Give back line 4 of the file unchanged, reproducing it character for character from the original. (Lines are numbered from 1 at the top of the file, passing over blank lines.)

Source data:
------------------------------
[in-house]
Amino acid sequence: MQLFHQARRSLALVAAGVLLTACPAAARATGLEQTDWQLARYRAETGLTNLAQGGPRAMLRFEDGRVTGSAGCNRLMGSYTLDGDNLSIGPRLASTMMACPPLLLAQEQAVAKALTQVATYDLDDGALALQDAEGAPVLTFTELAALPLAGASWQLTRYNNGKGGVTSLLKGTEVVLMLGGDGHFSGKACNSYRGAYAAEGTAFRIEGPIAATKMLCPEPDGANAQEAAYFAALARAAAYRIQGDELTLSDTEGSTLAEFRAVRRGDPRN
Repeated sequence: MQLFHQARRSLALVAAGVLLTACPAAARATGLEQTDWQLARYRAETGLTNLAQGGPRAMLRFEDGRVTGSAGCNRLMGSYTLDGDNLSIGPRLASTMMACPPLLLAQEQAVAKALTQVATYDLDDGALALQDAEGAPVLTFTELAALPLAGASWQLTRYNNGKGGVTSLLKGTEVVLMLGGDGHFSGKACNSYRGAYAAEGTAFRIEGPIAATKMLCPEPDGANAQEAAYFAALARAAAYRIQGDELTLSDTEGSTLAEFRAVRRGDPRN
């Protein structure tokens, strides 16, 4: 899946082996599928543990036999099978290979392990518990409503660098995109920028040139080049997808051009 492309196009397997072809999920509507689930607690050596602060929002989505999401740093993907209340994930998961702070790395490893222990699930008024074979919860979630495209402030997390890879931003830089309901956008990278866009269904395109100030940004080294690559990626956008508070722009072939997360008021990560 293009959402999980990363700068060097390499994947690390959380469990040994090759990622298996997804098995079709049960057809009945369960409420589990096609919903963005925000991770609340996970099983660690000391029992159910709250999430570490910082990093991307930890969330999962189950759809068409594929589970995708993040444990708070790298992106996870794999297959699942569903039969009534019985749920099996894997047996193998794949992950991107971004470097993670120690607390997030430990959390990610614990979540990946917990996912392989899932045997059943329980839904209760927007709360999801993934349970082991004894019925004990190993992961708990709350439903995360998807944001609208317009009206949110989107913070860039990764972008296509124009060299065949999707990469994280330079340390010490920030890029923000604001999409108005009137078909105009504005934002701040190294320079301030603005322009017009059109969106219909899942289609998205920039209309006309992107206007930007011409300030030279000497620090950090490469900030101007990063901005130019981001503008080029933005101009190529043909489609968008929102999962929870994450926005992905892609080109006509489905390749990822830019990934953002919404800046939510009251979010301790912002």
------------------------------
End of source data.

């Protein structure tokens, strides 16, 4: 899946082996599928543990036999099978290979392990518990409503660098995109920028040139080049997808051009 492309196009397997072809999920509507689930607690050596602060929002989505999401740093993907209340994930998961702070790395490893222990699930008024074979919860979630495209402030997390890879931003830089309901956008990278866009269904395109100030940004080294690559990626956008508070722009072939997360008021990560 293009959402999980990363700068060097390499994947690390959380469990040994090759990622298996997804098995079709049960057809009945369960409420589990096609919903963005925000991770609340996970099983660690000391029992159910709250999430570490910082990093991307930890969330999962189950759809068409594929589970995708993040444990708070790298992106996870794999297959699942569903039969009534019985749920099996894997047996193998794949992950991107971004470097993670120690607390997030430990959390990610614990979540990946917990996912392989899932045997059943329980839904209760927007709360999801993934349970082991004894019925004990190993992961708990709350439903995360998807944001609208317009009206949110989107913070860039990764972008296509124009060299065949999707990469994280330079340390010490920030890029923000604001999409108005009137078909105009504005934002701040190294320079301030603005322009017009059109969106219909899942289609998205920039209309006309992107206007930007011409300030030279000497620090950090490469900030101007990063901005130019981001503008080029933005101009190529043909489609968008929102999962929870994450926005992905892609080109006509489905390749990822830019990934953002919404800046939510009251979010301790912002």